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The Boston Globe


Katharine Whittemore

7 books about urban planning

This Wednesday, 9,000 people are expected to hit Boston to learn whether everything’s up to date in Kansas City, Mo. — not to mention San Jose, Calif., Ann Arbor, Mich., Houston, Savannah, Ga., and Flagstaff, Ariz. They’ll go to workshops with endearingly earnest titles like “Moving Past the Smokestack: A Discussion on Business Attraction” and “Operational Efficiency — A Water Utility’s Best Friend.” They’ll quack on Duck tours. They’ll hear bragging about our urban planning gems: the Rose Fitzgerald Kennedy Greenway and the Dudley Street Neighborhood Initiative.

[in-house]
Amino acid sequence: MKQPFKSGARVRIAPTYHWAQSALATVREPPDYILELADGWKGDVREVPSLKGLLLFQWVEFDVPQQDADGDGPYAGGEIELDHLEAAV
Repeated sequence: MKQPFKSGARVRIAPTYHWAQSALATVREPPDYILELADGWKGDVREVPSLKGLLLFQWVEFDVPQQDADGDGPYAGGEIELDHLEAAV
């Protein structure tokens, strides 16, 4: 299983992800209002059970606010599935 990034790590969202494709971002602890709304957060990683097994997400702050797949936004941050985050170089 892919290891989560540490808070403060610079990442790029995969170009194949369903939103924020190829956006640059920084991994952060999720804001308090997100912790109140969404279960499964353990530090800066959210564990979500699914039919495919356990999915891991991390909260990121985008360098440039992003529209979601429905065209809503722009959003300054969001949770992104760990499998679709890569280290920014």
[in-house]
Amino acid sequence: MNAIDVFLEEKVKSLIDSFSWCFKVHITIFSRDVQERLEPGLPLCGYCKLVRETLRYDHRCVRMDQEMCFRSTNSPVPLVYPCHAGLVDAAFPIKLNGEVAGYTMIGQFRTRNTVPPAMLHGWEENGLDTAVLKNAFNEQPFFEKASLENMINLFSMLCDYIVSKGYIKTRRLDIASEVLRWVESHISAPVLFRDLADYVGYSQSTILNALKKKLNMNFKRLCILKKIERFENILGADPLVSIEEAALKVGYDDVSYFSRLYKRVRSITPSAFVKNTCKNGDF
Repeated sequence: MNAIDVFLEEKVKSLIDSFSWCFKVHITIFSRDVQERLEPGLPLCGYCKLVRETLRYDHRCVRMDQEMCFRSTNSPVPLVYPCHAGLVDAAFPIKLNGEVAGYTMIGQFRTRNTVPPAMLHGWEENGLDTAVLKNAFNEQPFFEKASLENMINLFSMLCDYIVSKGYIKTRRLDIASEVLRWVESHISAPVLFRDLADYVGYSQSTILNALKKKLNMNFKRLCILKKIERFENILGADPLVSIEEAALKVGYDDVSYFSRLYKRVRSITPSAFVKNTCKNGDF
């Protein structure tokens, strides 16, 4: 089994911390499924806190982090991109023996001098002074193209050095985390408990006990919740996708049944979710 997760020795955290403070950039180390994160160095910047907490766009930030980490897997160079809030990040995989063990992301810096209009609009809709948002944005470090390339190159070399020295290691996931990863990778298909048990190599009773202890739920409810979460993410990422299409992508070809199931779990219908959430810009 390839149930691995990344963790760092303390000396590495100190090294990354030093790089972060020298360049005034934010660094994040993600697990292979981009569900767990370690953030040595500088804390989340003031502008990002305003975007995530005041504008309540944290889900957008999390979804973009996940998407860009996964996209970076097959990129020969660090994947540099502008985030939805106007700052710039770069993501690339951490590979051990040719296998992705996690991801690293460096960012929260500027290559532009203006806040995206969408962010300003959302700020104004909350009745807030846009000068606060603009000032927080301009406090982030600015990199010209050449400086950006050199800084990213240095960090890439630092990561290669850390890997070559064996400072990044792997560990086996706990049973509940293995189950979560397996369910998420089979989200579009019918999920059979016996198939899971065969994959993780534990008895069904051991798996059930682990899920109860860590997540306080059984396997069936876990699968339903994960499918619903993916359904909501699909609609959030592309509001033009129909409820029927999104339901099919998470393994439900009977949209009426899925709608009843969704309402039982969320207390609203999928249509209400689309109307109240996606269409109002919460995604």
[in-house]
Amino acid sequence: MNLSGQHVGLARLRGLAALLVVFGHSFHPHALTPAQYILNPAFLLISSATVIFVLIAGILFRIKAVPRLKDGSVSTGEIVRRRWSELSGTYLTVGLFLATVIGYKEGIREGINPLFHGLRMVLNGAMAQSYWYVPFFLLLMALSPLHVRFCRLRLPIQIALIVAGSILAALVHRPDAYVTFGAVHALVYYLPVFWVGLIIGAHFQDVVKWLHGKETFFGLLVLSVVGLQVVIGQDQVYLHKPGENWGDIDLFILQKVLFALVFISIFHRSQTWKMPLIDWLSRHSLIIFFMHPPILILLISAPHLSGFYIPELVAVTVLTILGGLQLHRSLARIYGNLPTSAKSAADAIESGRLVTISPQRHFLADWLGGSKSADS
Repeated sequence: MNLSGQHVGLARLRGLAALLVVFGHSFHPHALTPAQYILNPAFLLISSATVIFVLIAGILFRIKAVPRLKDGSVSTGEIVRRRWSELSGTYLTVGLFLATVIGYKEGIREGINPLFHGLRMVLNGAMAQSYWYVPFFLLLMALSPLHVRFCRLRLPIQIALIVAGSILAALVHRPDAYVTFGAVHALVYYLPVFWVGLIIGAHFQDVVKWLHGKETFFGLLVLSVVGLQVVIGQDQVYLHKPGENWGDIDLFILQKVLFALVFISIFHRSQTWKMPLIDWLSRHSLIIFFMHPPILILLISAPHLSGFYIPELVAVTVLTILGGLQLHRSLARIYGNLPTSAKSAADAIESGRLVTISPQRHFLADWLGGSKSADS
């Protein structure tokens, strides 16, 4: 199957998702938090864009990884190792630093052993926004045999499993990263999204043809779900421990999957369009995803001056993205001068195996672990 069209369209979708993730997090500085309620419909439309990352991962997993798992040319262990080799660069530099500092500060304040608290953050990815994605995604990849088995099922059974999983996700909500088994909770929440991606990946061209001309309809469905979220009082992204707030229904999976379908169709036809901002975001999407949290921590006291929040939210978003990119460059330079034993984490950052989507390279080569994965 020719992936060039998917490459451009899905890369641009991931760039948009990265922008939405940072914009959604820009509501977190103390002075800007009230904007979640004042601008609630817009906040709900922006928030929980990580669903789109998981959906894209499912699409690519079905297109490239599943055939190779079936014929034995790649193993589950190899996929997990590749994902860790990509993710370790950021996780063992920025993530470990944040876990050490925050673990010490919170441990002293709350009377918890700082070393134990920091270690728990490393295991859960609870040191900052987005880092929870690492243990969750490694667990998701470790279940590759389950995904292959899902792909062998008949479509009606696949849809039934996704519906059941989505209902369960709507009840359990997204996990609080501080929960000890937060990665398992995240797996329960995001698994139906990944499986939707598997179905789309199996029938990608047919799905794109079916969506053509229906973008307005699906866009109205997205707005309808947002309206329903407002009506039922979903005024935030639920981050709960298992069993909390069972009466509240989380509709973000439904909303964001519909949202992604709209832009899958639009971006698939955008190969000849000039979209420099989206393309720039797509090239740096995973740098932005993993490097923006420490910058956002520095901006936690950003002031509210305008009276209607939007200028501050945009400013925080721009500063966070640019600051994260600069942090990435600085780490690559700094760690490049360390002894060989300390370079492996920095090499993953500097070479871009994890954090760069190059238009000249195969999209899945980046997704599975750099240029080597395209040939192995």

This is a big deal annual conference. Run by the National League of Cities, it’s called the Congress of Cities and Exposition, and it’s going on Wednesday through Saturday at the Boston Convention and Exposition Center. All this urbanity has inspired my reading this week, and I must say it’s been an uplifting, even giddy, experience. Toni Morrison said it best in her novel “Jazz,” when she wrote how small-towners feel when they choose city life: “There, in a city, they are not so much new as themselves: their stronger, riskier selves.”

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